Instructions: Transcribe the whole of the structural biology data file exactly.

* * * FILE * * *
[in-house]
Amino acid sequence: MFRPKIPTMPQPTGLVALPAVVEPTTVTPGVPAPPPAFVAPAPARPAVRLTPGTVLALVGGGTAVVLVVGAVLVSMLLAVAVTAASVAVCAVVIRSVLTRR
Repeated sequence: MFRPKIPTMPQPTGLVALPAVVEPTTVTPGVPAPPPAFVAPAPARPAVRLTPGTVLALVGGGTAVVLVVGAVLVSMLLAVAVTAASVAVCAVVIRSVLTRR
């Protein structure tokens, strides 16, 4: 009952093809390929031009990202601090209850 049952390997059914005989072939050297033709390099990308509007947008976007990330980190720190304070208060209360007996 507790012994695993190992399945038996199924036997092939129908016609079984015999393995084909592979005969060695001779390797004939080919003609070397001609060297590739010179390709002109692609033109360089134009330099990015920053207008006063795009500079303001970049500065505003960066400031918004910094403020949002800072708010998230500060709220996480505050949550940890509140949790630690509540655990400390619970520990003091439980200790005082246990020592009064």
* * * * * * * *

[in-house]
Amino acid sequence: MFRPKIPTMPQPTGLVALPAVVEPTTVTPGVPAPPPAFVAPAPARPAVRLTPGTVLALVGGGTAVVLVVGAVLVSMLLAVAVTAASVAVCAVVIRSVLTRR
Repeated sequence: MFRPKIPTMPQPTGLVALPAVVEPTTVTPGVPAPPPAFVAPAPARPAVRLTPGTVLALVGGGTAVVLVVGAVLVSMLLAVAVTAASVAVCAVVIRSVLTRR
């Protein structure tokens, strides 16, 4: 009952093809390929031009990202601090209850 049952390997059914005989072939050297033709390099990308509007947008976007990330980190720190304070208060209360007996 507790012994695993190992399945038996199924036997092939129908016609079984015999393995084909592979005969060695001779390797004939080919003609070397001609060297590739010179390709002109692609033109360089134009330099990015920053207008006063795009500079303001970049500065505003960066400031918004910094403020949002800072708010998230500060709220996480505050949550940890509140949790630690509540655990400390619970520990003091439980200790005082246990020592009064």